... Added material on forcing in type theory. Note that I have basic constructions for consistency and independence set up in the outline in to be in the first instance in type theory rather than in either untyped or stratified theories. My foundation for mathematics as far as possible is in TSTU here, ...

Comparing sizes of sets

... Sets A and B are the same size if there is a bijection from A to B. (That was a definition!) For finite sets A, B, it is not difficult to verify that there is a bijection from A to B iff |A| = |B|. Let’s do it. . . Take arbitrary finite sets A and B. LR: Assume f : A → B is bijective. Then f is inje ...

... Sets A and B are the same size if there is a bijection from A to B. (That was a definition!) For finite sets A, B, it is not difficult to verify that there is a bijection from A to B iff |A| = |B|. Let’s do it. . . Take arbitrary finite sets A and B. LR: Assume f : A → B is bijective. Then f is inje ...

slides - University of Edinburgh

... Now, the number is getting larger - what's going on? The point is that the DIFFERENCE between m and n is getting smaller. It's essential that something gets smaller - otherwise the recursion will never terminate. ...

... Now, the number is getting larger - what's going on? The point is that the DIFFERENCE between m and n is getting smaller. It's essential that something gets smaller - otherwise the recursion will never terminate. ...

Recursive call to factorial(1)

... The loop computes each Fibonacci number by starting at 2 and working its way upward Clearly, the number of iterations is bounded above by n The amount of space required is constant ...

... The loop computes each Fibonacci number by starting at 2 and working its way upward Clearly, the number of iterations is bounded above by n The amount of space required is constant ...

REVERSE MATHEMATICS, WELL-QUASI

... A(Pf[ (Q)) and U(Pf[ (Q)), this is because if Q is a wqo, then Pf[ (Q) is also a wqo (the U(Pf[ (Q)) case also follows from Theorem 1.3). The U(P ] (Q)) case follows from Theorem 1.3 because for every A ∈ P(Q) there is a B ∈ Pf (Q) that is equivalent to A in the sense that A ≤]Q B and B ≤]Q A. Notic ...

... A(Pf[ (Q)) and U(Pf[ (Q)), this is because if Q is a wqo, then Pf[ (Q) is also a wqo (the U(Pf[ (Q)) case also follows from Theorem 1.3). The U(P ] (Q)) case follows from Theorem 1.3 because for every A ∈ P(Q) there is a B ∈ Pf (Q) that is equivalent to A in the sense that A ≤]Q B and B ≤]Q A. Notic ...

Incompleteness in the finite domain

... tures without any formal supporting evidence. There are, essentially, two reasons for stating some sentences as conjectures. First, we believe that some basic theorems of proof theory should also hold true with suitable bounds on the lengths of proofs. The prime example is the Second Incompleteness ...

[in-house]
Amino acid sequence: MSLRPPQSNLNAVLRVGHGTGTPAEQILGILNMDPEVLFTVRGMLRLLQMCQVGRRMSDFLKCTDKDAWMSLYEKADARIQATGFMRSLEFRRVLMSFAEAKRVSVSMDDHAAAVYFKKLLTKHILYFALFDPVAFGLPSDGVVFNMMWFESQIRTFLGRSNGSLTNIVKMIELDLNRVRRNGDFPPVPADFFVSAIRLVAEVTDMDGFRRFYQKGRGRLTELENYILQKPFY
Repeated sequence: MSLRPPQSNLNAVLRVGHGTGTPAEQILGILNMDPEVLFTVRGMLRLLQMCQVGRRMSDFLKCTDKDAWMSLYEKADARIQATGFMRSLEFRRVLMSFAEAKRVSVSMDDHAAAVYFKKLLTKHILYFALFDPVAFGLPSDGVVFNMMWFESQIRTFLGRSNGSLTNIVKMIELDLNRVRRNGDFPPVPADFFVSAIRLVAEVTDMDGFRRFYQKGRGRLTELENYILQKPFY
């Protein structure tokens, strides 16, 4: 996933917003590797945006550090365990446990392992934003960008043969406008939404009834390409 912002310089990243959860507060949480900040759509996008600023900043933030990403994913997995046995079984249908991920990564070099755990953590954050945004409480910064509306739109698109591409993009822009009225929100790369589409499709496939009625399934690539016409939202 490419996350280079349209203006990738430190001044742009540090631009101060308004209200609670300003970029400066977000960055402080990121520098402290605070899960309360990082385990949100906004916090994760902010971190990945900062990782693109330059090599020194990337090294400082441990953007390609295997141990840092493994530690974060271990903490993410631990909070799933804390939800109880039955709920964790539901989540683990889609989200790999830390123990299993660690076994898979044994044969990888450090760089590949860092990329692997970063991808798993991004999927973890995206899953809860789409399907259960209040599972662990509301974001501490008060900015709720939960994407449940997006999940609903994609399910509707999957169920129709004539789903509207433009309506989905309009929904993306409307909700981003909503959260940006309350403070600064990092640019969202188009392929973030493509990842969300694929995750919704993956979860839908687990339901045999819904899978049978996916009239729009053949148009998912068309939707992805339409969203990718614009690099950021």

... tures without any formal supporting evidence. There are, essentially, two reasons for stating some sentences as conjectures. First, we believe that some basic theorems of proof theory should also hold true with suitable bounds on the lengths of proofs. The prime example is the Second Incompleteness ...

Incompleteness in the finite domain

... and bounded arithmetic seem to follow a general pattern. For example, as we noted above, polynomial time computations are associated with the theory S21 by a witnessing theorem. If we take S22 , which we believe is a stronger theory, then the corresponding function class is PNP ,2 which we believe i ...

... and bounded arithmetic seem to follow a general pattern. For example, as we noted above, polynomial time computations are associated with the theory S21 by a witnessing theorem. If we take S22 , which we believe is a stronger theory, then the corresponding function class is PNP ,2 which we believe i ...

Gödel`s Theorems

... by the familiar rules. But what is the real content of the thought that the truthvalues of all basic arithmetic propositions are thereby ‘fixed’ ? Here’s one initially attractive way of giving non-metaphorical content to that thought. The idea is that we can specify a bundle of fundamental assumptio ...

... by the familiar rules. But what is the real content of the thought that the truthvalues of all basic arithmetic propositions are thereby ‘fixed’ ? Here’s one initially attractive way of giving non-metaphorical content to that thought. The idea is that we can specify a bundle of fundamental assumptio ...